If you are looking for WordPress help on projects, in addition to the resources we’ve listed here, oDesk is a great place to check-out as it currently has over 2700 WordPress developers listed in their system.

[ Visit oDesk blog ]

Post Pagination

I received a few inquires this week about how to go about paginating a post in WordPress.  Turns out it’s super simple and built-in to WordPress core, as detailed below in the Codex article:

Did you know you could split a single post up into different web pages? Using the Next-Page Quicktag from the Write Post Panel, you can break a single post up into different web pages.

Called the Page-link tag, place your cursor in the spot where you want a page break to appear in your post and click the Next-Page Quicktag. You can use it throughout a long post to make two, three, four, or more pages out of the single post.

For more information vist http://codex.wordpress.org/Styling_Page-Links

Arbu: “WordPress Doesn’t Just Blog”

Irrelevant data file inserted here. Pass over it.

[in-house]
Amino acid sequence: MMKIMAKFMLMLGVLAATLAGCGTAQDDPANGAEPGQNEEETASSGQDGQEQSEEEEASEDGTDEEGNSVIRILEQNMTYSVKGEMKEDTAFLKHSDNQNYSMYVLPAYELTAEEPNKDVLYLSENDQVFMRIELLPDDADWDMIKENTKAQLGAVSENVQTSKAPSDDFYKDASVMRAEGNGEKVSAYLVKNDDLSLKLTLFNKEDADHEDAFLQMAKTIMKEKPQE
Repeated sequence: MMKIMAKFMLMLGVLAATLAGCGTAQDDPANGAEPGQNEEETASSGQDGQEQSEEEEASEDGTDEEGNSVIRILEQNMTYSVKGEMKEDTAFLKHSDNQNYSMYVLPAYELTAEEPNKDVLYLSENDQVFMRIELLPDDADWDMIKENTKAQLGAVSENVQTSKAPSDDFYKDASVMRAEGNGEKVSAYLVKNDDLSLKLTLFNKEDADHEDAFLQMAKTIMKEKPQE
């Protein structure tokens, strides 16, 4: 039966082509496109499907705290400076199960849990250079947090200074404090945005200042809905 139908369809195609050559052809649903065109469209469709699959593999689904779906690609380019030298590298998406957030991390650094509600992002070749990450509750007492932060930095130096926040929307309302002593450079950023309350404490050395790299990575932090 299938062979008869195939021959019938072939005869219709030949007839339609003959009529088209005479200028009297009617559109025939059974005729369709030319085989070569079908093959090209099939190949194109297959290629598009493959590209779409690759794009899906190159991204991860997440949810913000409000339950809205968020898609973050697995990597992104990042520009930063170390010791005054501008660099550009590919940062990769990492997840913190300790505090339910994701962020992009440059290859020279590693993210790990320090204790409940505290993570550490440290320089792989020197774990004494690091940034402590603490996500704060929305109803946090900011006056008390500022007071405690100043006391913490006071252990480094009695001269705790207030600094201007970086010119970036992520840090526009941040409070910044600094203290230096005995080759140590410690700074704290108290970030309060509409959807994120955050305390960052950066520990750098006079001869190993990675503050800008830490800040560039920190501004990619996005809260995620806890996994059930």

Arbu, a new media agency based in the UK, just published a post titled “WordPress Doesn’t Just Blog …”:

… it rocks, rolls, cleans our teeth and rummages around in our psyche. Well, perhaps not, but while editing the Colintraive & Glendaruel Community Website (which is run using WordPress and a basic hack of Kubrick) it occurred to me that Arbu has implemented websites using WP for all sorts of purposes and rarely for straight blogging. In fact when I thought about it properly, very few of the sites we produce are actually blogs.

In the post they highlight community, commerce, social networking, and other types of sites being built with WordPress.

[Visit arbu.co.uk ]

Alex King Interviewed by Download Squad

Alex King of Crowd Favorite, chats with Download Squad about WordPress and his favorite plugins on the latest Download Squad Podcast:

The team at Crowd Favorite has worked on many WordPress projects, and offers the following WordPress services:

Custom plugin development services, WordPress as a CMS development, WordPress theme design and development, WPMU (WordPress Multi-User) development, integrations, and general “how can I do this?” services for WordPress.